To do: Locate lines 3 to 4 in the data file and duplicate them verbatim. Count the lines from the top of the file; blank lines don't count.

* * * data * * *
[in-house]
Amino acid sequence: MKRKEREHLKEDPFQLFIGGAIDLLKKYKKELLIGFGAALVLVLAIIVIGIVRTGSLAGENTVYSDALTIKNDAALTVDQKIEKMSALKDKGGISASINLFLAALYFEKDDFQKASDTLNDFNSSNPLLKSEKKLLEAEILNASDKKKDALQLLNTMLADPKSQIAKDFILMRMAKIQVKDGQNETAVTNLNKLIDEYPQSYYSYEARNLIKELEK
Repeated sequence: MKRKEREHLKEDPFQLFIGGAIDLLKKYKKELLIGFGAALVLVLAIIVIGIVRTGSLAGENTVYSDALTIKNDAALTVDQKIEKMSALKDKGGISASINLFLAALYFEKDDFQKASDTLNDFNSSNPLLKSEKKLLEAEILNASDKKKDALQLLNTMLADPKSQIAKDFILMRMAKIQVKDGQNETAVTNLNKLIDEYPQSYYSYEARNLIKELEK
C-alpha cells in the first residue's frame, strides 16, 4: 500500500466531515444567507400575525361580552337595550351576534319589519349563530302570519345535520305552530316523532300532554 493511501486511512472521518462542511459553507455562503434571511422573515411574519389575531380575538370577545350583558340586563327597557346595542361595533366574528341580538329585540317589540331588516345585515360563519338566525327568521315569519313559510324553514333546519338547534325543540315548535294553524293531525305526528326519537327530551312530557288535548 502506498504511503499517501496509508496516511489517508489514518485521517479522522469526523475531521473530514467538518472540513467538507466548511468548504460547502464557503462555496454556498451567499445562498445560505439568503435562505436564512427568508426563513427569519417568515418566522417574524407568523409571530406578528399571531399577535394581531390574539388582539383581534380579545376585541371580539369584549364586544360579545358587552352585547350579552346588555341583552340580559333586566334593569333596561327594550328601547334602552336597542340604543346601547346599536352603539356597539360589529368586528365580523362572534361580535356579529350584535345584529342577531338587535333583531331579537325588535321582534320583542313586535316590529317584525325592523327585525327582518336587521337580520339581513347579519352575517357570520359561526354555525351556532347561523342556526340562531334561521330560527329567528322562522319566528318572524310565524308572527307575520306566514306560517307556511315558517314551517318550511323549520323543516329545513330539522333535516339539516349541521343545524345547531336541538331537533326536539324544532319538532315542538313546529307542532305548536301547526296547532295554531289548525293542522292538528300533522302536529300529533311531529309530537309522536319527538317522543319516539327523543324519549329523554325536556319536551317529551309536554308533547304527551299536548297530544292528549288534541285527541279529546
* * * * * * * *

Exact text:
Repeated sequence: MKRKEREHLKEDPFQLFIGGAIDLLKKYKKELLIGFGAALVLVLAIIVIGIVRTGSLAGENTVYSDALTIKNDAALTVDQKIEKMSALKDKGGISASINLFLAALYFEKDDFQKASDTLNDFNSSNPLLKSEKKLLEAEILNASDKKKDALQLLNTMLADPKSQIAKDFILMRMAKIQVKDGQNETAVTNLNKLIDEYPQSYYSYEARNLIKELEK
C-alpha cells in the first residue's frame, strides 16, 4: 500500500466531515444567507400575525361580552337595550351576534319589519349563530302570519345535520305552530316523532300532554 493511501486511512472521518462542511459553507455562503434571511422573515411574519389575531380575538370577545350583558340586563327597557346595542361595533366574528341580538329585540317589540331588516345585515360563519338566525327568521315569519313559510324553514333546519338547534325543540315548535294553524293531525305526528326519537327530551312530557288535548 502506498504511503499517501496509508496516511489517508489514518485521517479522522469526523475531521473530514467538518472540513467538507466548511468548504460547502464557503462555496454556498451567499445562498445560505439568503435562505436564512427568508426563513427569519417568515418566522417574524407568523409571530406578528399571531399577535394581531390574539388582539383581534380579545376585541371580539369584549364586544360579545358587552352585547350579552346588555341583552340580559333586566334593569333596561327594550328601547334602552336597542340604543346601547346599536352603539356597539360589529368586528365580523362572534361580535356579529350584535345584529342577531338587535333583531331579537325588535321582534320583542313586535316590529317584525325592523327585525327582518336587521337580520339581513347579519352575517357570520359561526354555525351556532347561523342556526340562531334561521330560527329567528322562522319566528318572524310565524308572527307575520306566514306560517307556511315558517314551517318550511323549520323543516329545513330539522333535516339539516349541521343545524345547531336541538331537533326536539324544532319538532315542538313546529307542532305548536301547526296547532295554531289548525293542522292538528300533522302536529300529533311531529309530537309522536319527538317522543319516539327523543324519549329523554325536556319536551317529551309536554308533547304527551299536548297530544292528549288534541285527541279529546